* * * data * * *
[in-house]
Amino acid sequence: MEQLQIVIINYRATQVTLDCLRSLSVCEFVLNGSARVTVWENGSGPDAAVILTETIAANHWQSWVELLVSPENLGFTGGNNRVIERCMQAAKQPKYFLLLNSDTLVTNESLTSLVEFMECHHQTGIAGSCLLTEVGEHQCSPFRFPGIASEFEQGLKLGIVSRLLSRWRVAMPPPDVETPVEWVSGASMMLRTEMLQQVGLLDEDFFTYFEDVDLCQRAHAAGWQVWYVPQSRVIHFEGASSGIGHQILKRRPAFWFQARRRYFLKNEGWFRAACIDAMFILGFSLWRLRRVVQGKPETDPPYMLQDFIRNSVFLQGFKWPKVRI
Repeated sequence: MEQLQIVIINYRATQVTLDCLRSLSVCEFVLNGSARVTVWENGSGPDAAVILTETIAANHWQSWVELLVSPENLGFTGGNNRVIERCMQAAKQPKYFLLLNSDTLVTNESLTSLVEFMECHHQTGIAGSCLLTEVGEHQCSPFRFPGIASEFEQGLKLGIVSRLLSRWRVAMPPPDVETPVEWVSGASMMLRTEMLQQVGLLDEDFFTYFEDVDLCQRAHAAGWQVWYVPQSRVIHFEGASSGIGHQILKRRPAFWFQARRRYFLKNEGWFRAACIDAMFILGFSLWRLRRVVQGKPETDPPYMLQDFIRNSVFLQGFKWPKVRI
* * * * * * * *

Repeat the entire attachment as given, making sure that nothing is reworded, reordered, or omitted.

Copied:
[in-house]
Amino acid sequence: MEQLQIVIINYRATQVTLDCLRSLSVCEFVLNGSARVTVWENGSGPDAAVILTETIAANHWQSWVELLVSPENLGFTGGNNRVIERCMQAAKQPKYFLLLNSDTLVTNESLTSLVEFMECHHQTGIAGSCLLTEVGEHQCSPFRFPGIASEFEQGLKLGIVSRLLSRWRVAMPPPDVETPVEWVSGASMMLRTEMLQQVGLLDEDFFTYFEDVDLCQRAHAAGWQVWYVPQSRVIHFEGASSGIGHQILKRRPAFWFQARRRYFLKNEGWFRAACIDAMFILGFSLWRLRRVVQGKPETDPPYMLQDFIRNSVFLQGFKWPKVRI
Repeated sequence: MEQLQIVIINYRATQVTLDCLRSLSVCEFVLNGSARVTVWENGSGPDAAVILTETIAANHWQSWVELLVSPENLGFTGGNNRVIERCMQAAKQPKYFLLLNSDTLVTNESLTSLVEFMECHHQTGIAGSCLLTEVGEHQCSPFRFPGIASEFEQGLKLGIVSRLLSRWRVAMPPPDVETPVEWVSGASMMLRTEMLQQVGLLDEDFFTYFEDVDLCQRAHAAGWQVWYVPQSRVIHFEGASSGIGHQILKRRPAFWFQARRRYFLKNEGWFRAACIDAMFILGFSLWRLRRVVQGKPETDPPYMLQDFIRNSVFLQGFKWPKVRI